British Prime Minister David Cameron will meet editors and owners of national newspapers this week to seek their response to an inquiry into press ethics. Cameron will push for a timeframe for the establishment of a new press watchdog following proposals set out by judge Brian Leveson in a major report published on Thursday, a culture ministry spokesman said.
The meeting, tomorrow, will be hosted by the culture minister, Maria Miller, who will appeal to the group not to "drag its feet" in implementing the new regulator, the spokesman said. Cameron hopes the new body will help quash claims that a new law is needed to make it truly effective.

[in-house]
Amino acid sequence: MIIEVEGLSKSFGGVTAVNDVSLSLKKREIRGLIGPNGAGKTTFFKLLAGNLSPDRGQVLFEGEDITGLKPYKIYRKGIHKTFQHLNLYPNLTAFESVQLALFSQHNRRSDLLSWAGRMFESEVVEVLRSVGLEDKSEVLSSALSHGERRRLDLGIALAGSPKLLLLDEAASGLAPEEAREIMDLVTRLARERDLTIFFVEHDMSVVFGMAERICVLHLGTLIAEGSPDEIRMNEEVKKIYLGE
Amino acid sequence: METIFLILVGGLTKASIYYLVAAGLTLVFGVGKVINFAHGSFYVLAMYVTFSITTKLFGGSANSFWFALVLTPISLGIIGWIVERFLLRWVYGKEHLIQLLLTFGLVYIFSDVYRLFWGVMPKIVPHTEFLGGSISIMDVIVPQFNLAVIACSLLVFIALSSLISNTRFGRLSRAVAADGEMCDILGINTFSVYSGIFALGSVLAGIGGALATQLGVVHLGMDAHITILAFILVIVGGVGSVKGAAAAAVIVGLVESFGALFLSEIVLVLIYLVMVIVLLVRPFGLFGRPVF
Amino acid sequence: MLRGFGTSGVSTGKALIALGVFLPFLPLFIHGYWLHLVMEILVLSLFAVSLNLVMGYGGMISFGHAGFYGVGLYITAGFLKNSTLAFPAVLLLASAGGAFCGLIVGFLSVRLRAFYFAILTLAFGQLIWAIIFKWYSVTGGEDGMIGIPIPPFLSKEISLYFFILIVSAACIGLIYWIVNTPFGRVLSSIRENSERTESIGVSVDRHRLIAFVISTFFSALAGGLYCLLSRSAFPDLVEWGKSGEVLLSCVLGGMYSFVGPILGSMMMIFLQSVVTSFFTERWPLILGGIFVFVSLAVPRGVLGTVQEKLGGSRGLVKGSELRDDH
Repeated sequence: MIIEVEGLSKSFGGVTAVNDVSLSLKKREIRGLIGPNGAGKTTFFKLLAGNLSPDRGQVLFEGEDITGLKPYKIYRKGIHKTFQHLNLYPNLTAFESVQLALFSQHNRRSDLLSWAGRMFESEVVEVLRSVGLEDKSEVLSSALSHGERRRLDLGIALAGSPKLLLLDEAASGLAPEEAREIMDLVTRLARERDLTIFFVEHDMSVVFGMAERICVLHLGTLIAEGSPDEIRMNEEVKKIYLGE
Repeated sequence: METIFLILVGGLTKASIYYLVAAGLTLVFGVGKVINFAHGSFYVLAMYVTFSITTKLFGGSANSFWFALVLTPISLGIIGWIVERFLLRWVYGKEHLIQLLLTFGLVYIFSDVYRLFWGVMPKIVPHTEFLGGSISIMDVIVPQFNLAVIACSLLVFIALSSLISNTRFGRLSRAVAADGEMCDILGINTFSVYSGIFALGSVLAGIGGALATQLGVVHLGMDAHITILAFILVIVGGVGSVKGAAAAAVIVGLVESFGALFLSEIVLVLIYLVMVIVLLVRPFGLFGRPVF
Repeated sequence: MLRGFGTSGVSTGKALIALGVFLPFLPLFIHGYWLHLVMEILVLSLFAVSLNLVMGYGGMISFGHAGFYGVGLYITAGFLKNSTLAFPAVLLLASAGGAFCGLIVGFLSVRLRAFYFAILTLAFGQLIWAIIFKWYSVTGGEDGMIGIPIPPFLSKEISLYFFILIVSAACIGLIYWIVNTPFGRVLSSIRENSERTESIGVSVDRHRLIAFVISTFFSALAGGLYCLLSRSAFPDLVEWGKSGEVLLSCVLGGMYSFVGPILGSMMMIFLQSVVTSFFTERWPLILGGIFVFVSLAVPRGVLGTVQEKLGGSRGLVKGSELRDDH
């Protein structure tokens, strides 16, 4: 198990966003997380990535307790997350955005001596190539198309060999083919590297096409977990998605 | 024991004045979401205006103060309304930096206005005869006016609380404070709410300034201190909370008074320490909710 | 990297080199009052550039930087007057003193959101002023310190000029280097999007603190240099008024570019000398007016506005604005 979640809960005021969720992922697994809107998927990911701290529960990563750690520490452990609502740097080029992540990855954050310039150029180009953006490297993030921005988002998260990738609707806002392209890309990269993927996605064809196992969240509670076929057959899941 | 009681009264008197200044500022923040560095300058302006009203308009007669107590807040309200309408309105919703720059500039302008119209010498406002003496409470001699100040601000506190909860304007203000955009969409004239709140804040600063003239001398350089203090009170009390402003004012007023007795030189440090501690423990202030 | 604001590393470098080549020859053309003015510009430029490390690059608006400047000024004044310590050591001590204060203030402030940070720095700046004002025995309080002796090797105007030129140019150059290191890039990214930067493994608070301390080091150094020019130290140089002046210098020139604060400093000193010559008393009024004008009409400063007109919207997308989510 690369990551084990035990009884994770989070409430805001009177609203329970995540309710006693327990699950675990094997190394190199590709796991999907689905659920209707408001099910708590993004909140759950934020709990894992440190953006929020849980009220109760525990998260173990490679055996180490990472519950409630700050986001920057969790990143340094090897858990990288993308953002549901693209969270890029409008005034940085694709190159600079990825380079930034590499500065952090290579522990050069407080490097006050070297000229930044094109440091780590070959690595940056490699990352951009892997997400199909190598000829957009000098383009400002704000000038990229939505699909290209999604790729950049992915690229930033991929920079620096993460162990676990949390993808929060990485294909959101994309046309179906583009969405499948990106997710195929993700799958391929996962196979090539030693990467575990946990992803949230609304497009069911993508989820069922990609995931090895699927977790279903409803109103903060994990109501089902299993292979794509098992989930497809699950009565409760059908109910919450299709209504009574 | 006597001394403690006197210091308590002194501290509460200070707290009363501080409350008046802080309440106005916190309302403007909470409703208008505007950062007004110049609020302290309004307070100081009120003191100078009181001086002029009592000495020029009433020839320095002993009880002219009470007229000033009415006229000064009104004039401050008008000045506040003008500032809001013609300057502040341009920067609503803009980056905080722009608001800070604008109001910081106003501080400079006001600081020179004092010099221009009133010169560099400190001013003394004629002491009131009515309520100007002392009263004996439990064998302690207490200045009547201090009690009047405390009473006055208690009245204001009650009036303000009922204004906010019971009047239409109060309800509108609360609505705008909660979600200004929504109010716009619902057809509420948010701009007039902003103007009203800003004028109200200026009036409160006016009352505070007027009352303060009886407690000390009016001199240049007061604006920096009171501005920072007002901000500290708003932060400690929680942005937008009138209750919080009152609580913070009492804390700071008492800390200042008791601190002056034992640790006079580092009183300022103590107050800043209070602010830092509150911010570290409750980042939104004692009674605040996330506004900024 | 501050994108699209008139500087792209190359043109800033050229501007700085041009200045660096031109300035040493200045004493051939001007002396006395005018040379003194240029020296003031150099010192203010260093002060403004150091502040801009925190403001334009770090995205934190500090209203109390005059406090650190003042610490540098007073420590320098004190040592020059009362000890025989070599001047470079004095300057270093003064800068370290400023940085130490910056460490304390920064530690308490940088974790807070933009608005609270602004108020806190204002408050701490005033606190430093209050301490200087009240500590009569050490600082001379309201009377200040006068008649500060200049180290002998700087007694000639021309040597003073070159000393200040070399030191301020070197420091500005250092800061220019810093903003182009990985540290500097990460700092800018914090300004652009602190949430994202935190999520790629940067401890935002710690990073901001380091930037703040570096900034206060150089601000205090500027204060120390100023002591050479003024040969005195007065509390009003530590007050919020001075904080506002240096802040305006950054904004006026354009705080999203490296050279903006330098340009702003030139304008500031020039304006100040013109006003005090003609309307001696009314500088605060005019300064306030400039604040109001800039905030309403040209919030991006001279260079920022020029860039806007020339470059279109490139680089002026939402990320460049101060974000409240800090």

Cameron's government is divided on the future of the press. The Liberal Democrats, junior partners in the Conservative-led coalition, said they would join with the opposition Labour Party and support a new law.
The rift was sparked by the publication of Leveson's report which, in the wake of the phone-hacking scandal at Rupert Murdoch's News of the World, proposed a new independent self-regulatory body backed by law.
Leveson proposes a beefed-up watchdog staffed by independent members, with the power to fine newspapers up to £1 million (HK$12.4 million).
While Cameron warned that legislation could threaten press freedom, his deputy, Nick Clegg, the Lib Dem leader, insisted statutory oversight was essential to guarantee the independence of the new watchdog.